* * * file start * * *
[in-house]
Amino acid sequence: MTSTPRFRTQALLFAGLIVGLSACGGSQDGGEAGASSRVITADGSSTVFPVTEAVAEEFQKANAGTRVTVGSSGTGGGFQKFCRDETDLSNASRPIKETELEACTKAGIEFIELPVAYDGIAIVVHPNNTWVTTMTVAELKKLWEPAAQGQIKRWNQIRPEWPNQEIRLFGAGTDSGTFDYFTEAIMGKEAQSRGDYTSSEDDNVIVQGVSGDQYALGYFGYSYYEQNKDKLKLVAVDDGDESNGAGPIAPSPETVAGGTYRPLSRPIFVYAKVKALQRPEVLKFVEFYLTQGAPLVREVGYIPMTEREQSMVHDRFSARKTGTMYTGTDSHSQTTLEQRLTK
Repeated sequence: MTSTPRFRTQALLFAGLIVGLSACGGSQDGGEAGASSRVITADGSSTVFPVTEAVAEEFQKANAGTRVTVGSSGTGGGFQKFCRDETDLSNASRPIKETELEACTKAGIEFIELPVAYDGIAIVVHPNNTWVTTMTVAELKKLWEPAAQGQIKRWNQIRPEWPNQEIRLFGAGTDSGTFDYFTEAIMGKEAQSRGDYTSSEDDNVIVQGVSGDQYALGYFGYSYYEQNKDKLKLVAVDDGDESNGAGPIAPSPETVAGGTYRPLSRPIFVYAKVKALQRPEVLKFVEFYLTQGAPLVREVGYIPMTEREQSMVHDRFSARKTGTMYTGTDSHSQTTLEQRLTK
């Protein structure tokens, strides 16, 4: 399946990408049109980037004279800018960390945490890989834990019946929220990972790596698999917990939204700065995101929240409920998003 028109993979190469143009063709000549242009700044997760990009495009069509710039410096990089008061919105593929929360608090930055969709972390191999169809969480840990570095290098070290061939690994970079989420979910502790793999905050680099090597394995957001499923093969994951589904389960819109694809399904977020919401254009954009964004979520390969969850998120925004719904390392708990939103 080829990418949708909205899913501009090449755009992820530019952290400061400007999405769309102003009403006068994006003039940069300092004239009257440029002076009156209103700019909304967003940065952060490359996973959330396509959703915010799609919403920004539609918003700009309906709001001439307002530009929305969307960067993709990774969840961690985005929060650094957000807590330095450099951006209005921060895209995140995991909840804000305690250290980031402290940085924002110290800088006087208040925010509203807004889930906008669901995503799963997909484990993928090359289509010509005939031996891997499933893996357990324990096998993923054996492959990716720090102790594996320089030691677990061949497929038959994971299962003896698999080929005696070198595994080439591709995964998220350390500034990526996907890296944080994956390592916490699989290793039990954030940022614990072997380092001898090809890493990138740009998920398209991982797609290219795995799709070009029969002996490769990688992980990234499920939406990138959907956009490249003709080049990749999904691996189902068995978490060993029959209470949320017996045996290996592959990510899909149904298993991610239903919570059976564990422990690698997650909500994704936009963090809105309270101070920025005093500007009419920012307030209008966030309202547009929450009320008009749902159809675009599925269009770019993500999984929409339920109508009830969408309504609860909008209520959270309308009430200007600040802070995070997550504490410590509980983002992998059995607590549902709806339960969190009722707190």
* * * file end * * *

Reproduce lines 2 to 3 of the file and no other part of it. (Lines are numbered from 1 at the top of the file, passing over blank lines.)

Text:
Amino acid sequence: MTSTPRFRTQALLFAGLIVGLSACGGSQDGGEAGASSRVITADGSSTVFPVTEAVAEEFQKANAGTRVTVGSSGTGGGFQKFCRDETDLSNASRPIKETELEACTKAGIEFIELPVAYDGIAIVVHPNNTWVTTMTVAELKKLWEPAAQGQIKRWNQIRPEWPNQEIRLFGAGTDSGTFDYFTEAIMGKEAQSRGDYTSSEDDNVIVQGVSGDQYALGYFGYSYYEQNKDKLKLVAVDDGDESNGAGPIAPSPETVAGGTYRPLSRPIFVYAKVKALQRPEVLKFVEFYLTQGAPLVREVGYIPMTEREQSMVHDRFSARKTGTMYTGTDSHSQTTLEQRLTK
Repeated sequence: MTSTPRFRTQALLFAGLIVGLSACGGSQDGGEAGASSRVITADGSSTVFPVTEAVAEEFQKANAGTRVTVGSSGTGGGFQKFCRDETDLSNASRPIKETELEACTKAGIEFIELPVAYDGIAIVVHPNNTWVTTMTVAELKKLWEPAAQGQIKRWNQIRPEWPNQEIRLFGAGTDSGTFDYFTEAIMGKEAQSRGDYTSSEDDNVIVQGVSGDQYALGYFGYSYYEQNKDKLKLVAVDDGDESNGAGPIAPSPETVAGGTYRPLSRPIFVYAKVKALQRPEVLKFVEFYLTQGAPLVREVGYIPMTEREQSMVHDRFSARKTGTMYTGTDSHSQTTLEQRLTK